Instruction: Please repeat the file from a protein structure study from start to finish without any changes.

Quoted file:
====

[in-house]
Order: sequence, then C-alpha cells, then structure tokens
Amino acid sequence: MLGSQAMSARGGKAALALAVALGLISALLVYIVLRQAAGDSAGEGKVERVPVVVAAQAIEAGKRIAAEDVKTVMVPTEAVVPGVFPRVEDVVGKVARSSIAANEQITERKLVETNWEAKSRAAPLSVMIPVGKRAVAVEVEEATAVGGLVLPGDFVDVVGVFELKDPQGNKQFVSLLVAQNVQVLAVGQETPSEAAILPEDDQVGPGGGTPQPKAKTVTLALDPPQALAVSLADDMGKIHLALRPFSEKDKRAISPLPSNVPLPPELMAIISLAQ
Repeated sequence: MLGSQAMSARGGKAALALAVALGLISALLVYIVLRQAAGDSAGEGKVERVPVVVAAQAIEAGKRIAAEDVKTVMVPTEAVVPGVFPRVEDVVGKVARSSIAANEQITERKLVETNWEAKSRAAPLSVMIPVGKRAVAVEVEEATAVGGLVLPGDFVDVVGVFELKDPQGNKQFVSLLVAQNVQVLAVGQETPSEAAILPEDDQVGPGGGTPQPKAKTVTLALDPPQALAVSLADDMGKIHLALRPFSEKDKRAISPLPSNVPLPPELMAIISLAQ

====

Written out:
[in-house]
Order: sequence, then C-alpha cells, then structure tokens
Amino acid sequence: MLGSQAMSARGGKAALALAVALGLISALLVYIVLRQAAGDSAGEGKVERVPVVVAAQAIEAGKRIAAEDVKTVMVPTEAVVPGVFPRVEDVVGKVARSSIAANEQITERKLVETNWEAKSRAAPLSVMIPVGKRAVAVEVEEATAVGGLVLPGDFVDVVGVFELKDPQGNKQFVSLLVAQNVQVLAVGQETPSEAAILPEDDQVGPGGGTPQPKAKTVTLALDPPQALAVSLADDMGKIHLALRPFSEKDKRAISPLPSNVPLPPELMAIISLAQ
Repeated sequence: MLGSQAMSARGGKAALALAVALGLISALLVYIVLRQAAGDSAGEGKVERVPVVVAAQAIEAGKRIAAEDVKTVMVPTEAVVPGVFPRVEDVVGKVARSSIAANEQITERKLVETNWEAKSRAAPLSVMIPVGKRAVAVEVEEATAVGGLVLPGDFVDVVGVFELKDPQGNKQFVSLLVAQNVQVLAVGQETPSEAAILPEDDQVGPGGGTPQPKAKTVTLALDPPQALAVSLADDMGKIHLALRPFSEKDKRAISPLPSNVPLPPELMAIISLAQ